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  1. Epke on 7 December 2013, 14:04 said:

    There is a scene that is a bit graphic, though nothing worse than what you might get on HBO.

    It’s never too graphic if it’s on HBO.
    That said, this sounds interesting and fun in a quirky way, which makes me think Hayao Miyazaki is going to make a movie of this at some point.

  2. Apep on 7 December 2013, 14:31 said:

    Let me clarify – if you can handle HBO, you can handle this.

    Although there’s potentially some issues of consent involved. Minor spoilers: there’s an incubus, and he uses his mojo on Zoë. But he gets stopped before anything serious can happen, and afterwards everyone else makes a point of telling him that what he did was NOT OKAY. So, yeah.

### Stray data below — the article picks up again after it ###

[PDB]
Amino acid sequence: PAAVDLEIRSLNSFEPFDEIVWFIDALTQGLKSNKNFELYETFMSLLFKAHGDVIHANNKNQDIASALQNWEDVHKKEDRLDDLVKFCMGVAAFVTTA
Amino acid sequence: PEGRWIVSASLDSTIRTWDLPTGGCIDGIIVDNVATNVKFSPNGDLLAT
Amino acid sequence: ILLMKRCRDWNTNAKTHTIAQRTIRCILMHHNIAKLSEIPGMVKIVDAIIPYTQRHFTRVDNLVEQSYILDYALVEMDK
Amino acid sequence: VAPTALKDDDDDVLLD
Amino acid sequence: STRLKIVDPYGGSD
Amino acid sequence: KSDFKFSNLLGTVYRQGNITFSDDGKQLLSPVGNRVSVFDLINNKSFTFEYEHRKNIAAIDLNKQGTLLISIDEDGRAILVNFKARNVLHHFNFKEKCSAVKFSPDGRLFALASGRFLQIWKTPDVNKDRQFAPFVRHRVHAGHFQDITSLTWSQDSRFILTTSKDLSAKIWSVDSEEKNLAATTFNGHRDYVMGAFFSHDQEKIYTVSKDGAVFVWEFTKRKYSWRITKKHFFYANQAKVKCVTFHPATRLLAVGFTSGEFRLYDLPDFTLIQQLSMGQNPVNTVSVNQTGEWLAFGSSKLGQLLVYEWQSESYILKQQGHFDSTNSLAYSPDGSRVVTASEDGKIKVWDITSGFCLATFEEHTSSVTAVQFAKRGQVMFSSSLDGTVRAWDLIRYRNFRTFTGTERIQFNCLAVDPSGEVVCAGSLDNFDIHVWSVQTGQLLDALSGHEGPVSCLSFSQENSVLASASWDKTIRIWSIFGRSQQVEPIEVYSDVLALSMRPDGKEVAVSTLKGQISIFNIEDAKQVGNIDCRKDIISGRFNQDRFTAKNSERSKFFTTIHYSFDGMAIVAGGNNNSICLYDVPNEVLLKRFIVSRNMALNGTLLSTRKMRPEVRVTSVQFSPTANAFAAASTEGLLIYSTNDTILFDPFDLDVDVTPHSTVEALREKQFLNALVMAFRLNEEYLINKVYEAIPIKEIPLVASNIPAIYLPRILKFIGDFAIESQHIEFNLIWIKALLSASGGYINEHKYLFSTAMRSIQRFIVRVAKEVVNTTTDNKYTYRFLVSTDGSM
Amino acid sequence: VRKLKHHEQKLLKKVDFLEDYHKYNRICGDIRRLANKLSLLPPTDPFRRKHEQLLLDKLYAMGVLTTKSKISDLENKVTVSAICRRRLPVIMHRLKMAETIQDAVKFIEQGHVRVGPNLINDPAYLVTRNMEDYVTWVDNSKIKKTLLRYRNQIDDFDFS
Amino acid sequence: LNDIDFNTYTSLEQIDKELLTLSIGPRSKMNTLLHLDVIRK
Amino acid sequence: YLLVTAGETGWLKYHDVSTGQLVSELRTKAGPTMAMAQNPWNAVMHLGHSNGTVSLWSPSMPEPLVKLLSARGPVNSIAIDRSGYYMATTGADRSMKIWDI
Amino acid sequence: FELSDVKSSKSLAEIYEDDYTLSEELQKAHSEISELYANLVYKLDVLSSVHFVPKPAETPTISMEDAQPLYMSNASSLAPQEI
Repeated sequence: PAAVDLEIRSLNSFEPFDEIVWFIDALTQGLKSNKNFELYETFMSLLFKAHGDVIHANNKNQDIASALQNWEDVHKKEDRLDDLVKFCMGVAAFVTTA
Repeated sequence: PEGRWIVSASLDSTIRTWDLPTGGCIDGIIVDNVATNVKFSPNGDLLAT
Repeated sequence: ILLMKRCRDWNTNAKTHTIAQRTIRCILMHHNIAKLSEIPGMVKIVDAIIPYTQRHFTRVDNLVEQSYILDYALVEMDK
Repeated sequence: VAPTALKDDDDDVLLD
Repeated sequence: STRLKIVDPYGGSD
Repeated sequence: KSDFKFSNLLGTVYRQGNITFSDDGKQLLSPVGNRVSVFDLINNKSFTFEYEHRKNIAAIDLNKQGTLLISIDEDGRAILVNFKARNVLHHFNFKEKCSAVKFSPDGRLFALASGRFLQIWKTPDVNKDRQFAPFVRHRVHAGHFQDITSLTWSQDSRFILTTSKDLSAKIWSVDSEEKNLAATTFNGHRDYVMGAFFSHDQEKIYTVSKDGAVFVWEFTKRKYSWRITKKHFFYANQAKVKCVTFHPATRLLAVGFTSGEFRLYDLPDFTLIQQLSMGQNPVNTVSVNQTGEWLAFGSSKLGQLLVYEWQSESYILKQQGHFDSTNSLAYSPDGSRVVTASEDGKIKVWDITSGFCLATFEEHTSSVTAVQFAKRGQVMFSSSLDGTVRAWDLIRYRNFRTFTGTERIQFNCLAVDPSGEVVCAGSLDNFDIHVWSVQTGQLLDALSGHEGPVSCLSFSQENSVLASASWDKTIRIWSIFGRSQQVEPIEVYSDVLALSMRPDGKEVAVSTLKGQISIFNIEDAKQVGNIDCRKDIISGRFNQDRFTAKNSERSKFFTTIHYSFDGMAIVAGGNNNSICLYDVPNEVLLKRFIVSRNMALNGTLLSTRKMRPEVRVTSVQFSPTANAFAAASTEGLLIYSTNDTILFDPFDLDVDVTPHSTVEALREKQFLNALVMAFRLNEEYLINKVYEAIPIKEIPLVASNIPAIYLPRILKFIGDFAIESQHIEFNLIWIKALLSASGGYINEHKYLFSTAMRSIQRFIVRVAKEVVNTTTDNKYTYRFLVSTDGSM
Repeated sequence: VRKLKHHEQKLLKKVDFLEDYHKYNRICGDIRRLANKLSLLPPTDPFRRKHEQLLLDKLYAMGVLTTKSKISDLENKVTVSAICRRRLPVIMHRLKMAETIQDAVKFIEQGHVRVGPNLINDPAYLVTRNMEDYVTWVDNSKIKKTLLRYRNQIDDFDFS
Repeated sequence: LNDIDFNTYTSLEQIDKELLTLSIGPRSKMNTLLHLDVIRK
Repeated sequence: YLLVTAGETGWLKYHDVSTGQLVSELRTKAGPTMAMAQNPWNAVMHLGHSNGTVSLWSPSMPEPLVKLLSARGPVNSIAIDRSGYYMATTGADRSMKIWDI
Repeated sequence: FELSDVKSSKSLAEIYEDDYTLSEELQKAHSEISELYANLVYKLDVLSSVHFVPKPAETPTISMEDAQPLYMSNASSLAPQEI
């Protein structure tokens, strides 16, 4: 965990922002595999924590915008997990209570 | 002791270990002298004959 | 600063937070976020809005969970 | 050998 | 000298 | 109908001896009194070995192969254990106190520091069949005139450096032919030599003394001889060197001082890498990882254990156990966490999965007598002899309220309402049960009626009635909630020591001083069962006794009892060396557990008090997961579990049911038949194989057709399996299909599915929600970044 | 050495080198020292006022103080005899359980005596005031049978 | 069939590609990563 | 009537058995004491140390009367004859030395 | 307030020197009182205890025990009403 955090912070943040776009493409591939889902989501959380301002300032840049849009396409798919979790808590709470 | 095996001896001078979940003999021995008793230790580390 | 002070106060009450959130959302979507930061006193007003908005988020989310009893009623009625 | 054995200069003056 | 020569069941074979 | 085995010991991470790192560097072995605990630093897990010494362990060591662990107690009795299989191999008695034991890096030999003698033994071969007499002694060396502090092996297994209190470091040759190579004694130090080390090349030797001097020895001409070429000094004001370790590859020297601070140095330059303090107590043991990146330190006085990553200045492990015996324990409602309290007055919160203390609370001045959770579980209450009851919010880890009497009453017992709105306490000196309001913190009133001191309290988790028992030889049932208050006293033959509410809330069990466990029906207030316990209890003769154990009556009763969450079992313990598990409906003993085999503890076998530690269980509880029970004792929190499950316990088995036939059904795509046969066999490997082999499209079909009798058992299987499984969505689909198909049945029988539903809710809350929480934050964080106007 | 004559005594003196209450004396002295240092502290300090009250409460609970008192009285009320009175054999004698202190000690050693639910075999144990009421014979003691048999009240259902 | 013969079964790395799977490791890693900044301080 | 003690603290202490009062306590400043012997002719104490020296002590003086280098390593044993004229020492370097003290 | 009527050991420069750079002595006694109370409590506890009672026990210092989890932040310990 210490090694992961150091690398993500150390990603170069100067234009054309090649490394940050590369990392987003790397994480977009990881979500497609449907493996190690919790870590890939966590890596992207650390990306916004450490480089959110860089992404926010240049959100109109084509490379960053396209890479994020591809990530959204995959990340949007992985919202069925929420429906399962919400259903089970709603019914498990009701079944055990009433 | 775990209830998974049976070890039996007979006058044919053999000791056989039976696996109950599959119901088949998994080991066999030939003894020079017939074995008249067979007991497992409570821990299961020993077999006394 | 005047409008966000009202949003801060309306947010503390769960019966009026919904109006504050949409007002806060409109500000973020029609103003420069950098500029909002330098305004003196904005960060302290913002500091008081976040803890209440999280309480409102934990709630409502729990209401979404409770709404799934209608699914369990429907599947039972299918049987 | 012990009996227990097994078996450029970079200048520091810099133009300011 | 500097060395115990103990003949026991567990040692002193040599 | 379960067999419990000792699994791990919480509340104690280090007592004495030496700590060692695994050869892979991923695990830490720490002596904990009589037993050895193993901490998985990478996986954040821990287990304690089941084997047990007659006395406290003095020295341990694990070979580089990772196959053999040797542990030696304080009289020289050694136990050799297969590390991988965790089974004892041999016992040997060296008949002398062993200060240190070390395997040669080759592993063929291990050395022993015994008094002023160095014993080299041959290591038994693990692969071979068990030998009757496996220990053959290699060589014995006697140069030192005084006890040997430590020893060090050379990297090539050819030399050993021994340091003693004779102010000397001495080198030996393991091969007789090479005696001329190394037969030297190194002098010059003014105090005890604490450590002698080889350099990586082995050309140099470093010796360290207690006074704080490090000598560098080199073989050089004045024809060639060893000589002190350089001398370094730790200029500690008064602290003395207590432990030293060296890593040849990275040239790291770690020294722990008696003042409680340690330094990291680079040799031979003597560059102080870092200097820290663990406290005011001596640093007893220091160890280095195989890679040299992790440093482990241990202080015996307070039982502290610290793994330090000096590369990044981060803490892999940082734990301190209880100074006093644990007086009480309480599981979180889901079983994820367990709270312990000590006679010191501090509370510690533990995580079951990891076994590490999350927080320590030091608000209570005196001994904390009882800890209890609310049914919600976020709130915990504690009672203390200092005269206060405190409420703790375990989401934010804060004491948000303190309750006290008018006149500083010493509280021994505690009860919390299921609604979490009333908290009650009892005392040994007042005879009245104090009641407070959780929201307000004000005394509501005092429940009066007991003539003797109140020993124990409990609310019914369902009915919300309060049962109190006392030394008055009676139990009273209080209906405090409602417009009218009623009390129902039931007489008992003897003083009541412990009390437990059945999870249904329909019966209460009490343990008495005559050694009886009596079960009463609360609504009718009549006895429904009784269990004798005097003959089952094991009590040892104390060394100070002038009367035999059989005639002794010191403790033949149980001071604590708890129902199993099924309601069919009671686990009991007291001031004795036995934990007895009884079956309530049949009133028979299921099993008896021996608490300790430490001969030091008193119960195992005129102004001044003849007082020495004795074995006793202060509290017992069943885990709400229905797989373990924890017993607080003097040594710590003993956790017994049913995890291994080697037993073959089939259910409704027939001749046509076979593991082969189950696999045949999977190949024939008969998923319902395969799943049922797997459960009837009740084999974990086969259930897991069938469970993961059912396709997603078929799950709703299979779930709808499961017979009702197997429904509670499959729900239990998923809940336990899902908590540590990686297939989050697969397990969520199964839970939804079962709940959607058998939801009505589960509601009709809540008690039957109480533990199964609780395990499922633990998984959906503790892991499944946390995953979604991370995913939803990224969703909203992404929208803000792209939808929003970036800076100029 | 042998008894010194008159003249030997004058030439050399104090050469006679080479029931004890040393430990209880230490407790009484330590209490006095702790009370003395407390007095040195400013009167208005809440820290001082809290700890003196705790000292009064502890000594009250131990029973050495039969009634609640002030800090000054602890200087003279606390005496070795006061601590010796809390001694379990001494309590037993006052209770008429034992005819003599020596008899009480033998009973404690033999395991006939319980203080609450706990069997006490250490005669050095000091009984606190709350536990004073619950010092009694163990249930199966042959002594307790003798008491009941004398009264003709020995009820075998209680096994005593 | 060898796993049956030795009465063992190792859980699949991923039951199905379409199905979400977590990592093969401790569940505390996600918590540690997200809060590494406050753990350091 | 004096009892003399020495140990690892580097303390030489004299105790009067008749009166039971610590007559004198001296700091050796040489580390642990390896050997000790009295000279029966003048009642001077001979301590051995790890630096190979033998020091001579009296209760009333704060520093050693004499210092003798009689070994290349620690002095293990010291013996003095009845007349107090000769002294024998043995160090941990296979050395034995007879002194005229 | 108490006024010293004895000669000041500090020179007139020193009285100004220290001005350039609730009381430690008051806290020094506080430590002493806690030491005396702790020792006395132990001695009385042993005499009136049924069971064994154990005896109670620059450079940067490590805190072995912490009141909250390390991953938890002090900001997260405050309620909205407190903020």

Anyway, yes it is fun and weird. Not sure if Miyazaki would be the right guy for it though – not quite enough whimsy, in my opinion.

  3. Pryotra on 7 December 2013, 16:17 said:

    afterwards everyone else makes a point of telling him that what he did was NOT OKAY.

    I’m suddenly a lot more willing to give it a try.

    Honestly, the fact that this isn’t about a PI or something else is actually kind of interesting. It’s different. Maybe I’ll read it one of these days when I actually have something that resembles time.

  4. Apep on 7 December 2013, 16:25 said:

    Yeah. He tries to argue that she did give consent, but they tell him that consent under magically-induced arousal doesn’t qualify.

    Again, it’s on iTunes for free in mostly single-chapter episodes until the 15th. Not that you shouldn’t totally buy the book anyway.

  5. Epke on 9 December 2013, 13:38 said: